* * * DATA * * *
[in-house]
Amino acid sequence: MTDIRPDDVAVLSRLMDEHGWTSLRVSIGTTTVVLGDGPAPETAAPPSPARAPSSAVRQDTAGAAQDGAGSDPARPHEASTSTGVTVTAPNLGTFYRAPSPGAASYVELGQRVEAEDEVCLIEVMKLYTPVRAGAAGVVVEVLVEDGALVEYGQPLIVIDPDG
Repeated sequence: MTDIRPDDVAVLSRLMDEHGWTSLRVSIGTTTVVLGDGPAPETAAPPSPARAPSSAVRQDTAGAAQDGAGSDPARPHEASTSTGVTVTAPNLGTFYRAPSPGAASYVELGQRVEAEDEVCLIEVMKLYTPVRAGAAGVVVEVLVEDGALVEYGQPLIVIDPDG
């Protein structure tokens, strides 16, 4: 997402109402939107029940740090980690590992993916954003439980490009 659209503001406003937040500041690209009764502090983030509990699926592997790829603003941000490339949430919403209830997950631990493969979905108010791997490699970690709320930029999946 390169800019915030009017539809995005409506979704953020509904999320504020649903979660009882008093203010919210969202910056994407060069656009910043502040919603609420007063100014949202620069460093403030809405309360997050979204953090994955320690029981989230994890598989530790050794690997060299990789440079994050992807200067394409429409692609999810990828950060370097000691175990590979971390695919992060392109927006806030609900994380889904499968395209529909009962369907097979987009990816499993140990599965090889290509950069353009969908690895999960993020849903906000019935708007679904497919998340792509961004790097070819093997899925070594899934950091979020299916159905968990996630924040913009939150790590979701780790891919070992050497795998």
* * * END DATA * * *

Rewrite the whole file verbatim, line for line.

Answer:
[in-house]
Amino acid sequence: MTDIRPDDVAVLSRLMDEHGWTSLRVSIGTTTVVLGDGPAPETAAPPSPARAPSSAVRQDTAGAAQDGAGSDPARPHEASTSTGVTVTAPNLGTFYRAPSPGAASYVELGQRVEAEDEVCLIEVMKLYTPVRAGAAGVVVEVLVEDGALVEYGQPLIVIDPDG
Repeated sequence: MTDIRPDDVAVLSRLMDEHGWTSLRVSIGTTTVVLGDGPAPETAAPPSPARAPSSAVRQDTAGAAQDGAGSDPARPHEASTSTGVTVTAPNLGTFYRAPSPGAASYVELGQRVEAEDEVCLIEVMKLYTPVRAGAAGVVVEVLVEDGALVEYGQPLIVIDPDG
């Protein structure tokens, strides 16, 4: 997402109402939107029940740090980690590992993916954003439980490009 659209503001406003937040500041690209009764502090983030509990699926592997790829603003941000490339949430919403209830997950631990493969979905108010791997490699970690709320930029999946 390169800019915030009017539809995005409506979704953020509904999320504020649903979660009882008093203010919210969202910056994407060069656009910043502040919603609420007063100014949202620069460093403030809405309360997050979204953090994955320690029981989230994890598989530790050794690997060299990789440079994050992807200067394409429409692609999810990828950060370097000691175990590979971390695919992060392109927006806030609900994380889904499968395209529909009962369907097979987009990816499993140990599965090889290509950069353009969908690895999960993020849903906000019935708007679904497919998340792509961004790097070819093997899925070594899934950091979020299916159905968990996630924040913009939150790590979701780790891919070992050497795998």